In the running: Shelter for Help in Emergency fights on

Geri Greenspan says she’ll miss the camaraderie of the in-person 5K, but that ultimately, running is about supporting the shelter. Photo: Zack Wajsgras Geri Greenspan says she’ll miss the camaraderie of the in-person 5K, but that ultimately, running is about supporting the shelter. Photo: Zack Wajsgras

By Laura Drummond

The phone has been ringing a lot at the Shelter for Help in Emergency. Since the pandemic began, SHE, which provides safe housing and other services for domestic violence victims in the Charlottesville area, has received approximately 50 percent more hotline calls than during the same time period last year. SHE has also seen 30 percent more requests for safe housing than in a normal year, reports the shelter’s Executive Director Cartie Lominack.

“If you’re stuck at home with your abusive partner, there are more opportunities for that partner to be abusive,” Lominack says.

But the shelter has carried on. Lominack looks at the increase in calls as a call to action. “Yes, the hotline has rung more times recently than it did this time last year,” she says, “but every time that phone rings, there’s somebody on the other end of the line asking us to help them.”

The busy period also means the shelter is relying on community support more than ever before. October is Domestic Violence Awareness Month, and it’s also around the time the Shelter usually holds its annual 5K run/walk. 

The 5K is a tradition in downtown Charlottesville, and it’s one of two annual fundraising events for the nonprofit organization. With its golf tournament canceled due to COVID-19 earlier this year, SHE was committed to keeping the long-standing race going in its 24th year. “We felt it was really important to keep the community engaged with the shelter,” says Lominack. “The new format opens up some possibilities for people to participate who maybe wouldn’t have before.” 

The race is typically held on a single day on a particular route. Now, runners and walkers have the entire month of October to complete a 3.1-mile course of their choosing. Everyone receive a face mask with the SHE logo and is encouraged to submit times, routes, and photos to SHE. Results will be posted on what would have been the actual race day, November 7.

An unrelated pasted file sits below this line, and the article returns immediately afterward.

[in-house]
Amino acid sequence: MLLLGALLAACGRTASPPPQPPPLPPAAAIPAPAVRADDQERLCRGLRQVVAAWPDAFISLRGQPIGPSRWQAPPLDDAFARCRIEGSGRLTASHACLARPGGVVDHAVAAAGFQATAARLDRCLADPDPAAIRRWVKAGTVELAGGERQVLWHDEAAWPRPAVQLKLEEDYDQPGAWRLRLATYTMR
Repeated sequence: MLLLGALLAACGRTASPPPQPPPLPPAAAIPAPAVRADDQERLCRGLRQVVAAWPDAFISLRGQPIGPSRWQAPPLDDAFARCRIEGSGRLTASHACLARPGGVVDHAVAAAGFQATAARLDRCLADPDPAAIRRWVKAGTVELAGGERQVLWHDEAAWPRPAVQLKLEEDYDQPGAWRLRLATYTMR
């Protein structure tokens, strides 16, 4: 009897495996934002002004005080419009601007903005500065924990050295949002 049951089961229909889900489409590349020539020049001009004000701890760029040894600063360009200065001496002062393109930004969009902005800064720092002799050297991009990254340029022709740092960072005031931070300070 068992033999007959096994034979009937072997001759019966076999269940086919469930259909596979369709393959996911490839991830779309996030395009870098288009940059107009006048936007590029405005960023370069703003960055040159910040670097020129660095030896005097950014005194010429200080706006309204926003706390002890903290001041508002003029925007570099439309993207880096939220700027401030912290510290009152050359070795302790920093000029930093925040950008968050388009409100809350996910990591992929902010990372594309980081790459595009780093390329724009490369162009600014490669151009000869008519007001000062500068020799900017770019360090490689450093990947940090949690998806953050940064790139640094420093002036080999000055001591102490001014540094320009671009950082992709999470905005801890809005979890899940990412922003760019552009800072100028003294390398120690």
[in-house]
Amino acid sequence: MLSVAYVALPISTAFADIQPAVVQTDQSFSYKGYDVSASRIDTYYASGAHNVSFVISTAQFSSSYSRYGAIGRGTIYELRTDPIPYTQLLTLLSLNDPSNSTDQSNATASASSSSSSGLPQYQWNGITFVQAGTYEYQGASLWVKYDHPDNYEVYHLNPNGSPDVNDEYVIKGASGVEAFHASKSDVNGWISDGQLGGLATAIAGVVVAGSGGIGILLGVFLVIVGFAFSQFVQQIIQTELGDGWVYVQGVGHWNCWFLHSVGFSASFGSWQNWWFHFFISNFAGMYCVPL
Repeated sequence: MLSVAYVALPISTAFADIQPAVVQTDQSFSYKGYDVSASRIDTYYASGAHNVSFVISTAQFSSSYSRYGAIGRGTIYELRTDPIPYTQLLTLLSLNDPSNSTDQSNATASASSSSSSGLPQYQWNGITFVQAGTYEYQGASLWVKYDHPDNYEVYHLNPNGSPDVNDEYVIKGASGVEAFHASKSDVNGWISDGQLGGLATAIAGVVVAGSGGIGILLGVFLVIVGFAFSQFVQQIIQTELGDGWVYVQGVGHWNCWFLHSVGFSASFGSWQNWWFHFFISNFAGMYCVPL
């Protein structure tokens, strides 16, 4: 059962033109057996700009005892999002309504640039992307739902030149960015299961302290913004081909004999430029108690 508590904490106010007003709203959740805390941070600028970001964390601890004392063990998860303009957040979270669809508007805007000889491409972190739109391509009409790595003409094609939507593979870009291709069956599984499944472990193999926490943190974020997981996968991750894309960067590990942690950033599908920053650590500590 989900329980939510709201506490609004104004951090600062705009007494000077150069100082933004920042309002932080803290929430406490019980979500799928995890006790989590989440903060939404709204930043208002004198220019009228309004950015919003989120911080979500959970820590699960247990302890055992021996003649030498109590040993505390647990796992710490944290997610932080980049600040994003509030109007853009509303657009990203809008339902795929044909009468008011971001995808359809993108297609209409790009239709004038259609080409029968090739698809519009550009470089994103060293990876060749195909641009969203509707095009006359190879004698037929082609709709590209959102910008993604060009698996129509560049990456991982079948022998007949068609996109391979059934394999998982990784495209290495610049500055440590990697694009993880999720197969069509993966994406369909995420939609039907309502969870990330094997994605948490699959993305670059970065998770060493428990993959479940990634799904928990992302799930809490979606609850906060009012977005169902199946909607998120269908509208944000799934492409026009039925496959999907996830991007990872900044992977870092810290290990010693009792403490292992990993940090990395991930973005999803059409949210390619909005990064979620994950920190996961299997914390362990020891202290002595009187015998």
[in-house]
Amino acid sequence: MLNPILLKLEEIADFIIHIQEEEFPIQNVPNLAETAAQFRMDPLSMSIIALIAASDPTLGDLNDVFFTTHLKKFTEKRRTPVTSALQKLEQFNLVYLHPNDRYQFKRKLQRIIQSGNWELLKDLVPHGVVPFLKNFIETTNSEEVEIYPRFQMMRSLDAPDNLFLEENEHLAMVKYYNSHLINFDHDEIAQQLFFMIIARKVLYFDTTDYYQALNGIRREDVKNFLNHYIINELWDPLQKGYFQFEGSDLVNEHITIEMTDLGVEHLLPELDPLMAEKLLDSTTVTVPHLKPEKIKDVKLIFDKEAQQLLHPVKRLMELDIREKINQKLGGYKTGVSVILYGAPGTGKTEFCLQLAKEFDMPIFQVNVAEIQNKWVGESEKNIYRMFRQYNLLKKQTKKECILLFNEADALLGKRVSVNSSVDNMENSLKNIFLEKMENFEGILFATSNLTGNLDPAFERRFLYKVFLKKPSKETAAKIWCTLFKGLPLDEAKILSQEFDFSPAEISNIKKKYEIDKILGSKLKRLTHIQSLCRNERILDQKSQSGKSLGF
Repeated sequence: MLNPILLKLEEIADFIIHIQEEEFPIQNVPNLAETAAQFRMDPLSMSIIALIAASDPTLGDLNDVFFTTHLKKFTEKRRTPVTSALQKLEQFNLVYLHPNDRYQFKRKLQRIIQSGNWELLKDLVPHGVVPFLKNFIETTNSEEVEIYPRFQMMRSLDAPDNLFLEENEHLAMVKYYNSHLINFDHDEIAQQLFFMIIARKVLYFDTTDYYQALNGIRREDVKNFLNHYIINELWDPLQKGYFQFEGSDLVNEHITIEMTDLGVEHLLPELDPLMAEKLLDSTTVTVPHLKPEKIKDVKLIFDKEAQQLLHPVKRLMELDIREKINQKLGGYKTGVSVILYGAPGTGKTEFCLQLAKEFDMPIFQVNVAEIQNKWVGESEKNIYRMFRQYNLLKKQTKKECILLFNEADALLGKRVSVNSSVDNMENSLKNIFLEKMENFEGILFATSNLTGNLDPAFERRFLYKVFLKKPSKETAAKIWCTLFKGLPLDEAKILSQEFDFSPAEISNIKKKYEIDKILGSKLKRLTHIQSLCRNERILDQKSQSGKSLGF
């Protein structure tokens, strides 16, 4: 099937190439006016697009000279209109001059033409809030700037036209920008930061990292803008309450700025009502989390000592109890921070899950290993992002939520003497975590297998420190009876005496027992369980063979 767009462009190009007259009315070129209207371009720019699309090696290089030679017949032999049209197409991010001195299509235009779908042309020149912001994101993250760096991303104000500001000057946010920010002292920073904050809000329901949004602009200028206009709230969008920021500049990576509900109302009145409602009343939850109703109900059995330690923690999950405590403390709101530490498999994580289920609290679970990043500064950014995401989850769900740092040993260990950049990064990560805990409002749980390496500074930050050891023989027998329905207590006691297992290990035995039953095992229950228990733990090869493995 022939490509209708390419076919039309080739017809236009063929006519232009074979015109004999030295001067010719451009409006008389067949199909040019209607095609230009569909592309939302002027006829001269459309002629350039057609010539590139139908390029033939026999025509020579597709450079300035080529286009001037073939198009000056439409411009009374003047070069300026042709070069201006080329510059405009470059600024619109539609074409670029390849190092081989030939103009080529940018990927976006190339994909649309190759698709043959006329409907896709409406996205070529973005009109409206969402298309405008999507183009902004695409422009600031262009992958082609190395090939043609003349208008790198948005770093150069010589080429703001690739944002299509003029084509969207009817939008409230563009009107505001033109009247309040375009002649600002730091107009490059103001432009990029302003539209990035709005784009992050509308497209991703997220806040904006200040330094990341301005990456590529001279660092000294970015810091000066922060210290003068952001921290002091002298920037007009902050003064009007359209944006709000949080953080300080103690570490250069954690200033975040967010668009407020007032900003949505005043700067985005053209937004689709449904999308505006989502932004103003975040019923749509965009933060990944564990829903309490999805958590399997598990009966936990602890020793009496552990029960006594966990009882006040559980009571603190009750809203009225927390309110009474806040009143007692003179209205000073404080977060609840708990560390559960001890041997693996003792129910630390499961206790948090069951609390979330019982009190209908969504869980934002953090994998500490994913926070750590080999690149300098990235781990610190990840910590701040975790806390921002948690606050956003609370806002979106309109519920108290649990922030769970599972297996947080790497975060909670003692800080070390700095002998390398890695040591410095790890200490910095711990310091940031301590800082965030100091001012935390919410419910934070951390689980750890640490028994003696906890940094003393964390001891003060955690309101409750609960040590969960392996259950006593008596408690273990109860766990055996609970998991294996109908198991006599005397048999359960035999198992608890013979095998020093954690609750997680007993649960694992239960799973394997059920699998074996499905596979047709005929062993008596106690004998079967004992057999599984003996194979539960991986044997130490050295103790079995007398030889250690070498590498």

About 250 to 300 people register for the 5K each year, with many returning each year. The race is an opportunity to show support for survivors of domestic/intimate partner violence. Some participate to honor the memory of loved ones lost. There have been 83 deaths in the area attributed to domestic violence since SHE opened in 1979, according to Lominack. 

Geri Greenspan, a lawyer who works with survivors of intimate partner violence, signed up for the virtual race, making this her fifth year participating in the 5K. She says there’s a feeling of community that can’t be replicated by a virtual event, but that ultimately, it’s about supporting the shelter. “I’ve seen just how prevalent intimate partner violence is in our community,” Greenspan says. “The shelter is the only resource in Charlottesville and the surrounding counties doing what they do.” 

According to the Centers for Disease Control and Prevention, about one in four women and nearly one in 10 men have been victims of intimate partner violence in the United States. SHE identifies domestic/intimate partner violence as physical, sexual, emotional, economic, or psychological actions or threats of actions that influence another person. In addition to serving as a residential facility, SHE offers counseling, case management, legal advocacy, Spanish-language outreach, youth programs, and a 24-hour hotline. 

“[The hotline] is the  link to services in the community—both the shelter’s services and other resources that might be outside of the shelter,” says Lominack. Victims, family members, friends, and allied professionals are encouraged to contact SHE; it doesn’t matter when an instance of domestic violence occurred or if someone has made contact in the past. “There is no limit on the number of times someone can reach out to us or come stay with us,” says Lominack. According to SHE, the average number of times it takes for someone to permanently leave a relationship is seven to 12 times. “We are there each step along that journey.” 

The staff and volunteers at SHE recognize how difficult and layered each situation is, and they work to provide a safety plan and other services tailored to an individual’s particular situation and circumstances. “It isn’t one-size-fits-all in terms of what the resources are. It looks different for each individual.” 

“We’re providing services,” says Lominack, “and one of those services is hope.”

If you or someone you know is experiencing domestic/intimate partner violence, call the Shelter’s 24-hour hotline at 293-8509 or go to


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